By means of providing the prescription necessary, a doctor can allow a terminally ill patient to end his or life in a safe, effective, and painless way. For many patients suffering from chronic, painful, and fatal conditions that would eventually bring death, the only option for relief (both in terms of themselves and their family members) is suicide. Before the possibility of physician-assisted suicide existed, at least some of these patients would attempt their own suicide, an act which was not as merciful or painless as the “cocktail” that a physician could prescribe to allow for a quick and painless death. As one study notes, “Medical illness was a factor in half the suicides of people ages 50 and older and 70 percent of those 7- years of age and older. Increased life expectancy, chronic illnesses, technological advances, and expanded treatment options have all complicated the process of dying” (Mackelprang 315).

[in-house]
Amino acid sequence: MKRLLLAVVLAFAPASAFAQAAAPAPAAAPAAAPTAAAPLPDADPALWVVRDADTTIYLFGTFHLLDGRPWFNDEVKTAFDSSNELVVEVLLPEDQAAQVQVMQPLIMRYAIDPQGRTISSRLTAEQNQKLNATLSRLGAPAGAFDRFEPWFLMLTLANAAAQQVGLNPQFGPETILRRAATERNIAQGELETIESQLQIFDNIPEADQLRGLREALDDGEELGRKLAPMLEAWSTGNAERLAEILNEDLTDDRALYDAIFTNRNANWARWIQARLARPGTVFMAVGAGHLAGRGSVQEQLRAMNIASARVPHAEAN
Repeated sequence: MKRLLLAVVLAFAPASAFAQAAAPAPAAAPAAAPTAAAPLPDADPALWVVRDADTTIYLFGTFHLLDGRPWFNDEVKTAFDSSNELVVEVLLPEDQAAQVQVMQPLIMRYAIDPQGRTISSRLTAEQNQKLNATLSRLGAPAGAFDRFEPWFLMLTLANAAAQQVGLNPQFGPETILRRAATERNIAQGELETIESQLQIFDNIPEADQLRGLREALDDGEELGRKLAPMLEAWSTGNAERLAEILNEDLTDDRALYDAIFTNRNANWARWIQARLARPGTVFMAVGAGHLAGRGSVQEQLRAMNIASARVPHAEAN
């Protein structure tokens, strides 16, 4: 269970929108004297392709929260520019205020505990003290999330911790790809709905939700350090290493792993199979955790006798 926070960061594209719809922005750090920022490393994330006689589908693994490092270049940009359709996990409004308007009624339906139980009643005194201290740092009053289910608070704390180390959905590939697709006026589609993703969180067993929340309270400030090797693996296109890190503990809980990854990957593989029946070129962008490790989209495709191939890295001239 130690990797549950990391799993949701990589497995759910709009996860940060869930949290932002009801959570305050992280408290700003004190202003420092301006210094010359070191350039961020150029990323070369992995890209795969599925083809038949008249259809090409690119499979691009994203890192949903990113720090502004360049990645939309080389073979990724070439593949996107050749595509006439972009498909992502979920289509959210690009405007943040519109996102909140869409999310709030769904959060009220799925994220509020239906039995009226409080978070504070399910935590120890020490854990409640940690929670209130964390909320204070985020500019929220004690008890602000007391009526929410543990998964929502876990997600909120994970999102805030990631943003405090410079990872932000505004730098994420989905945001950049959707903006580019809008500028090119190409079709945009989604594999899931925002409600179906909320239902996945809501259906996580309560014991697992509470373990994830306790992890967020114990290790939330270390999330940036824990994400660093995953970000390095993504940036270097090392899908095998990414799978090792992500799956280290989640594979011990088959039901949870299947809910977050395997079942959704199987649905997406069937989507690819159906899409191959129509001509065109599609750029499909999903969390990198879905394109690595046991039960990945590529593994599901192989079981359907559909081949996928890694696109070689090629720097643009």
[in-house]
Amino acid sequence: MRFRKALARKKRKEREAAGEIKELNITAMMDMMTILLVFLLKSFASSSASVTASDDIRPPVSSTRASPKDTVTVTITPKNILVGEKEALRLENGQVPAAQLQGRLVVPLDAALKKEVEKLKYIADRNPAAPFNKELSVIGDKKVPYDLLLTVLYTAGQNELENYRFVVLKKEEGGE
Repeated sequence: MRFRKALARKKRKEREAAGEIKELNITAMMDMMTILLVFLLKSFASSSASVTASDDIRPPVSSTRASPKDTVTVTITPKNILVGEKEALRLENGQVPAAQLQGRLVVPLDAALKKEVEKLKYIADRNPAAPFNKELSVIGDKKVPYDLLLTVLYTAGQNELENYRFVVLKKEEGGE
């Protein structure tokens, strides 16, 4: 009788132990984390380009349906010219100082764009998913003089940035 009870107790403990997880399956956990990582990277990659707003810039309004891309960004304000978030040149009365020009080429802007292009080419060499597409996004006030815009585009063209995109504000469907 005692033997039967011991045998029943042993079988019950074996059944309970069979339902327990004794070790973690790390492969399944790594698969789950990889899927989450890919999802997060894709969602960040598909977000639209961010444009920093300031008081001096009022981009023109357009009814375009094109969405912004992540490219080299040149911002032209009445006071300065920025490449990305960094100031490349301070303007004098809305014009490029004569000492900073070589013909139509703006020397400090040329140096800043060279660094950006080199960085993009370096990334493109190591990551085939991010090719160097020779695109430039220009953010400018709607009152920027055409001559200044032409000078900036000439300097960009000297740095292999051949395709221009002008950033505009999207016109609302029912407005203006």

Although it is a rather grisly thought, there is always the possibility that an attempted suicide could go wrong and have even more devastating consequences for the patient. Although a botched suicide is a worst case scenario, it should also be noted that many suicide attempts are not at all painless. For patients who decide to remove life support systems, the suffocation process is excruciatingly slow and is far from a humane way to end one’s life. If these patients who might otherwise attempt suicide on their own were offered a more merciful, effective, and proven way to end their lives this might bring far greater peace to not only the dying, but to their relatives who might otherwise wonder if there was suffering involves. As it stands now, people are living longer lives and suffering from more age-related complications, some of which are fatal and chronic and would lead the patient to consider that they might be done living. Aside from these concerns, it must be noted that many cancers and other degenerative and fatal conditions often cause a great deal of pain—both because of the disease and the treatments being given. If a patient feels that these treatments are unnecessary, who are the courts to say that they should not have the right to end treatment and die without a great deal of suffering? Instead of feeling forced into a suicide of their own design that may prove painful or not even be successful, it seems to be the most humane option to allow them a more guaranteed painless result. After all, it should be the right of every citizen to escape unnecessary pain and suffering if at all possible.